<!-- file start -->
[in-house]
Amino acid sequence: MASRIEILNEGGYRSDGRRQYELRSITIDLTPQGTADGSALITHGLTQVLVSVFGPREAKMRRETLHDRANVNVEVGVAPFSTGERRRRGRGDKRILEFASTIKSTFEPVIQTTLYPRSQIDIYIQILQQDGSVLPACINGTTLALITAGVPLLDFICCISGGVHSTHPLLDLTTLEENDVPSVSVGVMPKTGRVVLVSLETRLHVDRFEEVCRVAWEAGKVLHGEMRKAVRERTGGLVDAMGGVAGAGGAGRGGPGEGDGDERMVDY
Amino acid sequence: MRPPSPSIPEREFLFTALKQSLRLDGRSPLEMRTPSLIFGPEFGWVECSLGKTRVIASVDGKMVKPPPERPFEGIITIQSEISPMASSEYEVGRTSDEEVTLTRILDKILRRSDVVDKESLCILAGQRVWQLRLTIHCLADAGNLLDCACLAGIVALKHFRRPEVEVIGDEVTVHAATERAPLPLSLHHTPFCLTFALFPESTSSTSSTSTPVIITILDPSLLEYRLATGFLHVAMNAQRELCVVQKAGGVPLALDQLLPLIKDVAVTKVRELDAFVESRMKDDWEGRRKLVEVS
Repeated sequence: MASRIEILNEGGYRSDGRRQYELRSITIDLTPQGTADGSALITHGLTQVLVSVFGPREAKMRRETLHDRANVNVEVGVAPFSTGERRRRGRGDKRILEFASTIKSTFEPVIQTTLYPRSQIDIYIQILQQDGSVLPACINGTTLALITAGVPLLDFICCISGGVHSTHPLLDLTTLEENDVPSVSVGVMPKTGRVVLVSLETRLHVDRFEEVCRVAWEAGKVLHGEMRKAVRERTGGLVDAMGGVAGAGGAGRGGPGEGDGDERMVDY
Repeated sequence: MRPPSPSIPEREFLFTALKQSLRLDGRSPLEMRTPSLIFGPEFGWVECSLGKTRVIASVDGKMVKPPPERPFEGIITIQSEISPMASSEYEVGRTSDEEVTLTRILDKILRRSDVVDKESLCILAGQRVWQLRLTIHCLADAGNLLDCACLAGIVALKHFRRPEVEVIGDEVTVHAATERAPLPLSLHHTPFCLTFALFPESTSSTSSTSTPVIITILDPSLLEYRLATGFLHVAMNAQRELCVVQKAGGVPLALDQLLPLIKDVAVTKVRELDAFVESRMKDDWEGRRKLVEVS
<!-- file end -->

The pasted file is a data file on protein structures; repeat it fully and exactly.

[in-house]
Amino acid sequence: MASRIEILNEGGYRSDGRRQYELRSITIDLTPQGTADGSALITHGLTQVLVSVFGPREAKMRRETLHDRANVNVEVGVAPFSTGERRRRGRGDKRILEFASTIKSTFEPVIQTTLYPRSQIDIYIQILQQDGSVLPACINGTTLALITAGVPLLDFICCISGGVHSTHPLLDLTTLEENDVPSVSVGVMPKTGRVVLVSLETRLHVDRFEEVCRVAWEAGKVLHGEMRKAVRERTGGLVDAMGGVAGAGGAGRGGPGEGDGDERMVDY
Amino acid sequence: MRPPSPSIPEREFLFTALKQSLRLDGRSPLEMRTPSLIFGPEFGWVECSLGKTRVIASVDGKMVKPPPERPFEGIITIQSEISPMASSEYEVGRTSDEEVTLTRILDKILRRSDVVDKESLCILAGQRVWQLRLTIHCLADAGNLLDCACLAGIVALKHFRRPEVEVIGDEVTVHAATERAPLPLSLHHTPFCLTFALFPESTSSTSSTSTPVIITILDPSLLEYRLATGFLHVAMNAQRELCVVQKAGGVPLALDQLLPLIKDVAVTKVRELDAFVESRMKDDWEGRRKLVEVS
Repeated sequence: MASRIEILNEGGYRSDGRRQYELRSITIDLTPQGTADGSALITHGLTQVLVSVFGPREAKMRRETLHDRANVNVEVGVAPFSTGERRRRGRGDKRILEFASTIKSTFEPVIQTTLYPRSQIDIYIQILQQDGSVLPACINGTTLALITAGVPLLDFICCISGGVHSTHPLLDLTTLEENDVPSVSVGVMPKTGRVVLVSLETRLHVDRFEEVCRVAWEAGKVLHGEMRKAVRERTGGLVDAMGGVAGAGGAGRGGPGEGDGDERMVDY
Repeated sequence: MRPPSPSIPEREFLFTALKQSLRLDGRSPLEMRTPSLIFGPEFGWVECSLGKTRVIASVDGKMVKPPPERPFEGIITIQSEISPMASSEYEVGRTSDEEVTLTRILDKILRRSDVVDKESLCILAGQRVWQLRLTIHCLADAGNLLDCACLAGIVALKHFRRPEVEVIGDEVTVHAATERAPLPLSLHHTPFCLTFALFPESTSSTSSTSTPVIITILDPSLLEYRLATGFLHVAMNAQRELCVVQKAGGVPLALDQLLPLIKDVAVTKVRELDAFVESRMKDDWEGRRKLVEVS